Like it or not, time does mean something. Some of my clients are billed by the hour. If I said it was an illusion I’d be eating mac and cheese with cornflakes for dinner every night.

@JilltheTooth Iced tea or lemonade would be fine. Thanks. (I’ll bring the cheese.)

Cruiser's avatar

@onesecondregrets You comment reminded me of an experience I had a long time ago that stuck with me was when I was in the Virgin Islands I was in a store wanting to pay for my stuff….and I was just being my old impatient self and this older lady store clerk looks at me and says….”“Slow down young mon”....take it easy…no rush, no hurry….we take things real slllooooow down here in the islands…try it and you will enjoy your time down here much better”!!

She was right!

Simone_De_Beauvoir's avatar

I blame public transportation – it screws us over ALL the time.

LuckyGuy's avatar

@Cruiser Dat may be fine down dere mon. But, when you get back to the real world, time (and spelling) counts. It is a nice place to visit though.

Sarcasm's avatar

I’m the opposite. I am never late. I can’t be late.
If I have somewhere to be by 4pm, I’ll go to bed by midnight. I’ll lay awake for an hour worrying that I’ll sleep for 16 hours and be late. I’ll eventually fall asleep, I’ll wake up at 7, thinking “Oh god! Is it 7am or pm? did I sleep for 19 hours?!”
I’ll eventually get my bearings. For the next 9 hours I won’t do anything enjoyable. I’ll worry too much about getting too into the activity and losing track of time.
If I know that I need exactly 45 minutes to get to the place by 4pm, I’ll leave an extra 30 minutes early, being prepared for a stop at the gas station, or unexpected traffic, or a flat tire, bad parking, or a million other things.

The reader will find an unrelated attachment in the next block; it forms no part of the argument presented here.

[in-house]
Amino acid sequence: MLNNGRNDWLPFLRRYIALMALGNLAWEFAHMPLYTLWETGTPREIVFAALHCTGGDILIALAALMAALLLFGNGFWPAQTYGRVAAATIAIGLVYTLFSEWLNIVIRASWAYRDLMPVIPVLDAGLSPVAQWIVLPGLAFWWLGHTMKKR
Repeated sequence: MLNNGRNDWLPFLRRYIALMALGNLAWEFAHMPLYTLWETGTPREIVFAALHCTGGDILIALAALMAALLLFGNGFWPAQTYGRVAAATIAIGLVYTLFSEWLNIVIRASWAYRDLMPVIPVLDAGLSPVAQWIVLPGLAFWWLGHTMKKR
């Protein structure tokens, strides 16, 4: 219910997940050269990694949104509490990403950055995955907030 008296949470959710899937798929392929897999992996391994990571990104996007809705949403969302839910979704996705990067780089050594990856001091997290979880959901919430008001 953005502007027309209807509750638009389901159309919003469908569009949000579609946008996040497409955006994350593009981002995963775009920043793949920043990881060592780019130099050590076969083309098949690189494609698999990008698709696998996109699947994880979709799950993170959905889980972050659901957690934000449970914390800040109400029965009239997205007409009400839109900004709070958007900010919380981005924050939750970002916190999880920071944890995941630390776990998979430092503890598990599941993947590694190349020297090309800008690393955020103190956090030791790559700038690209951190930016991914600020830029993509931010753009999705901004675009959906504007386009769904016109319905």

This is for pretty much anything. School, doctor’s appointments, going to my own parents’ house, meeting up with friends, whatever.

If we want to analyze this deeply, I think it’s because of my parents. My dad was always slow to do everything. And I hated it. he’d wake us up telling us we’re leaving for somewhere “in 30 minutes!” We’d rush to get ready, we’d be ready in 15. Then we’d wait another hour and a half for him. That was so annoying. So I guess I made it my mission to not be like that.

KatawaGrey's avatar

@jjmah: Maybe you need to evaluate how long it takes you to get ready for whatever it is you’re going to. I think a lot of people are late because they don’t anticipate how long it will take them to get ready. If you need gas, leave twenty minutes to do so. You never know if your favorite station will be full or if a pump is out of order. haven’t showered or brushed your teeth? Do them at the same time. Have to dress up? Pick your outfit out the day before, then you can just throw it on when you’re leaving.

I’m glad to hear you’re never late for work though. I don’t understand how people can consistently be late for work…

rooeytoo's avatar

A shrink told me that if you grew up in chaos of any kind you become sort of addicted to it and inject it into all aspects of your life. Therefore waiting until the last minute and then rushing like a mad person creates a certain kind of chaos and excitement and it feels good in a perverse sort of way.

jca's avatar

I had an aunt (recently passed away) that used to go to church like an hour early and sit in the pew – she had her pick of the spots – and i used to think what a waste of time. that would be one hour that she could have done something productive at home, but to each his own.